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# Chapter 28 Exchange rates and the balance of payments - PowerPoint PPT Presentation

Chapter 28 Exchange rates and the balance of payments. David Begg, Stanley Fischer and Rudiger Dornbusch, Economics , 9th Edition, McGraw-Hill, 2008 PowerPoint presentation by Alex Tackie and Damian Ward. Nominal Exchange Rates.

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### Chapter 28Exchange rates and the balance of payments

David Begg, Stanley Fischer and Rudiger Dornbusch, Economics,

9th Edition, McGraw-Hill, 2008

PowerPoint presentation by Alex Tackie and Damian Ward

• The nominal exchange rate is the rate at which a person can trade the currency of one country for the currency of another.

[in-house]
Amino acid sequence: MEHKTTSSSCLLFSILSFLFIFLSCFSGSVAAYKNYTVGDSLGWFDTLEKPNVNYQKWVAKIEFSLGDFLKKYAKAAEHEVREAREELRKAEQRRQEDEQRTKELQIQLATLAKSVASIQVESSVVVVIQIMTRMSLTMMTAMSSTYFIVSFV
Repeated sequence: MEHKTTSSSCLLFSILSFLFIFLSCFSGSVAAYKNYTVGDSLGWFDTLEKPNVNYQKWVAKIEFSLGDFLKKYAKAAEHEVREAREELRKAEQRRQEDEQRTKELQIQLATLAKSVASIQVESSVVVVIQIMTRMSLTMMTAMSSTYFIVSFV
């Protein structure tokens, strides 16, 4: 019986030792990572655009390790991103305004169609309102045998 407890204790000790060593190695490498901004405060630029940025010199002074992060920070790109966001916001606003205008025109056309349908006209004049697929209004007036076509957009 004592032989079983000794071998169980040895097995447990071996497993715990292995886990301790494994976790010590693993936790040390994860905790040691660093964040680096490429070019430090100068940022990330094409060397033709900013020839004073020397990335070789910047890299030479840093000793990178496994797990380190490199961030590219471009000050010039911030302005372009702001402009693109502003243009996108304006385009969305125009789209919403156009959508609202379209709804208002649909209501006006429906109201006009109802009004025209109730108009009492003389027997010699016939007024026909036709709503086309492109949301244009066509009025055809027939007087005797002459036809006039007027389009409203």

• The nominal exchange rate is expressed in two ways:

• In units of foreign currency per one U.S. dollar.

• And in units of U.S. dollars per one unit of the foreign currency.

• Assume the exchange rate between the Japanese yen and U.S. dollar is 80 yen to one dollar.

• One U.S. dollar trades for 80 yen.

• One yen trades for 1/80 (= 0.0125) of a dollar.

• Appreciation refers to an increase in the value of a currency as measured by the amount of foreign currency it can buy.

• Depreciation refers to a decrease in the value of a currency as measured by the amount of foreign currency it can buy.

The foreign exchange market - the international market in which one national currency can be exchanged for another.

DD shows the demand for

pounds by Americans wanting

Suppose 2 countries: UK & USA

SS shows the supply of pounds

by UK residents wishing to buy

American goods/assets.

SS

SS1

e0

Exchange rate (\$/£)

Equilibrium exchange rate is e0

e1

If UK residents want more \$

at each exchange rate, the

supply of £ moves to SS1

DD

New equilibrium at e1.

Quantity

of pounds

The exchange rate is the price at which two currencies exchange.

In a fixed exchange rate regime

the national governments agree to maintain the convertibility of their currency at a fixed exchange rate.

In a flexible exchange rate regime